• August 1976, “Panmunjom Incident:” killing of two US officers; US forces in Korea went to DEFCON Three; accompanied by military-backed action to cut down disputed tree in DMZ

• October 26, 1979, killing of South Korean President Park Chung Hee: US Forces in Korea increased readiness from DEFCON Four to DEFCON Three

• January 1991, Operation Desert Storm: DEFCON Two ordered by NCA (National Command Authority) for US forces near Iraq; at least one ship raised its level to DEFCON One

     D. Events since 1959 that triggered a higher alert or readiness precaution, but apparently not a DEFCON change

• July 1962: Berlin Crisis, call-up of infantry reserves

• March 1963: Overflight of Alaska by two Soviet TU-16s prompted an attempt at interception by nuclear-armed US interceptors

• November 1963, day of JFK assassination: Anecdotally, some SAC bases went to higher level of defense posture, even launching bombers to avoid being destroyed on the ground

• September 1963: US interceptors met Soviet bombers near US airspace

• June 1967, Six Day War: Israeli attack on USS Liberty led briefly to mistaken belief that attack was by Soviets

• January 1968: North Korean capture of the USS Pueblo; the commander of US Forces, Korea considered increasing from DEFCON Four to DEFCON Three, but didn't authorize it

• August 1968: Soviet invasion of Czechoslovakia; Soviets went on elevated alert fearing a NATO response

• April 1969: North Korean shoot-down of EC-121 intelligence-gathering plane

• September 1969: Libyan coup. Presence of Soviet fleet offshore Libya discouraged US or British intervention in support of deposed king

• October 1969: SAC forces went to higher alert in “JCS Joint Readiness Test”, apparently done to send a signal to Soviets and North Vietnam that they should negotiate about the Vietnam War. Coincidentally, earlier that year, Soviet and Chinese forces were skirmishing in a border dispute that could have led to a nuclear strike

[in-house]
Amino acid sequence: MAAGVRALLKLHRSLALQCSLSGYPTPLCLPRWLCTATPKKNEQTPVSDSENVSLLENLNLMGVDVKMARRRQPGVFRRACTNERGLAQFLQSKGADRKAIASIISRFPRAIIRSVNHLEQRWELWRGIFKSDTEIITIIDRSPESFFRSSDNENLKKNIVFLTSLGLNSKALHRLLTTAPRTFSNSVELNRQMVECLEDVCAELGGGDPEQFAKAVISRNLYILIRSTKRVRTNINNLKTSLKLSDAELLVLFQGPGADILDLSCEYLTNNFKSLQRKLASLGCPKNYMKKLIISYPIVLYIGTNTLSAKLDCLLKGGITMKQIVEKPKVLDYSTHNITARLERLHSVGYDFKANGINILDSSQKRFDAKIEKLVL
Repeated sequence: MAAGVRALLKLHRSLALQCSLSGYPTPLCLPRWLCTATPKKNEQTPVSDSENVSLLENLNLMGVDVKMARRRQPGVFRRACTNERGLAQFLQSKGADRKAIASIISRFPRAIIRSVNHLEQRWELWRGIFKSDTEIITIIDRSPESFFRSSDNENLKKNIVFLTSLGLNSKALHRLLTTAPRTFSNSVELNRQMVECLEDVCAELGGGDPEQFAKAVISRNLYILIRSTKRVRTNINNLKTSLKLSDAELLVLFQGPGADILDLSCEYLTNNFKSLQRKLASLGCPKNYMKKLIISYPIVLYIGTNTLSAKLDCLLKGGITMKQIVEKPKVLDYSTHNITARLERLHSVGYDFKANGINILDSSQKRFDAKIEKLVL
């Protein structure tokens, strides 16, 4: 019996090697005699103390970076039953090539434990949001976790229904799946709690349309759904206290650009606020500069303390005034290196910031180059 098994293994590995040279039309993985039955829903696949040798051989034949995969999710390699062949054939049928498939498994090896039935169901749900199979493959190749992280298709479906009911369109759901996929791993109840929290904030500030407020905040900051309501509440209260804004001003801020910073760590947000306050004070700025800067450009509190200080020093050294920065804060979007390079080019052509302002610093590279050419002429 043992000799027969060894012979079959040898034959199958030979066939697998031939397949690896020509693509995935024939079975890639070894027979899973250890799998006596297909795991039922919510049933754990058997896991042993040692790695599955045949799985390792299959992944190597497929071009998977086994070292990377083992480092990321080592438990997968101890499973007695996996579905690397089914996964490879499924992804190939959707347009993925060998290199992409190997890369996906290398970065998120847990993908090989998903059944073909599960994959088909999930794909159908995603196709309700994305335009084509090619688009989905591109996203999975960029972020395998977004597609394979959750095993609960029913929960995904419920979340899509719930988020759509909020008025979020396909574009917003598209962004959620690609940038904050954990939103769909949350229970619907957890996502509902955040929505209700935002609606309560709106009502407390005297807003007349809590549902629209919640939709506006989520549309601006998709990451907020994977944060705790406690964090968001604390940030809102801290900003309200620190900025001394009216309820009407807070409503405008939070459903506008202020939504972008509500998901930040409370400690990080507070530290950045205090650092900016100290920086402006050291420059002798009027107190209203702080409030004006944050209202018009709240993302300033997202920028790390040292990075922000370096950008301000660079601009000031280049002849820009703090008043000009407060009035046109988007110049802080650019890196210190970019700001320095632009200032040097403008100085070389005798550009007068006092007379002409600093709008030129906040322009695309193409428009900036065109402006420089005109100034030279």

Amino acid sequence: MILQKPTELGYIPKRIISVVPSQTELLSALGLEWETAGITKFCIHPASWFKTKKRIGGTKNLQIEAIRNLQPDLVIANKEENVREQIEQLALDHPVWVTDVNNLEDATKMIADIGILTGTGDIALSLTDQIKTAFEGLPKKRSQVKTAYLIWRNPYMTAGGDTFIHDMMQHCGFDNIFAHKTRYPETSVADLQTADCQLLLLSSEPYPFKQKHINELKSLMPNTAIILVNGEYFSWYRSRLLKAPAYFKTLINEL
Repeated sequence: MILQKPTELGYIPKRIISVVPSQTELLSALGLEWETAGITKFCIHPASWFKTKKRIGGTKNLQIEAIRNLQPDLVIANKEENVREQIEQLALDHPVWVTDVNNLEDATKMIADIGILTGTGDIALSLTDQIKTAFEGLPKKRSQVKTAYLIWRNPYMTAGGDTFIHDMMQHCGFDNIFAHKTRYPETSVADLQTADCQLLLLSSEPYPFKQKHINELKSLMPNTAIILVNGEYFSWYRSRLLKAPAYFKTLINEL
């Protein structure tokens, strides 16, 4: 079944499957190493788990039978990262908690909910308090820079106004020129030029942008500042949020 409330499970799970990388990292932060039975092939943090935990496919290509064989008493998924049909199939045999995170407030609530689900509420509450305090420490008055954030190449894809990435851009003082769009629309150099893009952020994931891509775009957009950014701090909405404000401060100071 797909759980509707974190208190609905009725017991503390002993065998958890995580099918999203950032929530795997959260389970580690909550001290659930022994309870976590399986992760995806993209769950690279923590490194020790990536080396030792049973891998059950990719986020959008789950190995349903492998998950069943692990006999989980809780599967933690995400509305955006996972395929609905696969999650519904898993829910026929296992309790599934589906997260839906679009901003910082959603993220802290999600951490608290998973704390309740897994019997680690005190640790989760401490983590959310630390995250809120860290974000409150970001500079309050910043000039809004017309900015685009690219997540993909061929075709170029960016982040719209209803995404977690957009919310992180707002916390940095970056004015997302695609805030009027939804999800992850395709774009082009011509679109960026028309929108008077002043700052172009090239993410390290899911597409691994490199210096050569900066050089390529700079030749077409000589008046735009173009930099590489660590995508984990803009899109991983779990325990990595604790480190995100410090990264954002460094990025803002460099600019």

• September 1970, Jordanian “Black September” crisis: US forces near Jordan and Syria on elevated alert

• December 1971, Indian-Pakistan Crisis: US and Soviet naval forces in Indian Ocean experienced friction

• August 1978: SAC bombers dispersed from regular bases after news that Soviet submarines were unusually close to US East Coast

• Attempted assassination of President Reagan, March 30, 1981: Secretary of Defense directed that SAC crews be kept closer to aircraft (apparently was a change in Defense Posture, not a change in DEFCON level)

• January to November 1983: Series of events and misunderstandings that apparently convinced Soviet leaders to fear a US first strike. Risk of accidental nuclear war peaked during November's Able Archer exercise by NATO

• May 1987: Iraqi jets attacked USS Stark

• November 2010 shelling of Yeonpyeong Island by North Korea, and retaliatory shelling by South Korea

     E. Short-lived alerts or false alarms that could have elevated into a nuclear strike

• October 5, 1960: BMEWS radar at Thule AFB registered rising moon as missile attack and B-47 crews were scrambled at some bases (possibly Coco-level alert)

• May 28, 1961: Radicals of the “American Republican Army” dynamited three microwave towers in Idaho and Montana, creating interruptions in SAC's alert network and briefly causing concerns that this could be pre-attack sabotage by the Soviets. (That would be significant, because most analysts predicted that any first strike would begin with sabotage by the enemy.) This attack could have fed into initial SAC concerns about the following event, a shutdown of strategic communications believed impossible:

• November 24, 1961, “Black Forest Incident": a telephone technician's error led to complete failure of a critical microwave link near Colorado Springs. This cut off NORAD-SAC communications and missile-warning data from Thule AFB to Ent AFB and other SAC installations. SAC sent an alert to bomber crews to prepare for takeoff, but also used short-wave radio links to determine no attack had taken place. (Why that name? The microwave relay that failed was located on Black Forest Road)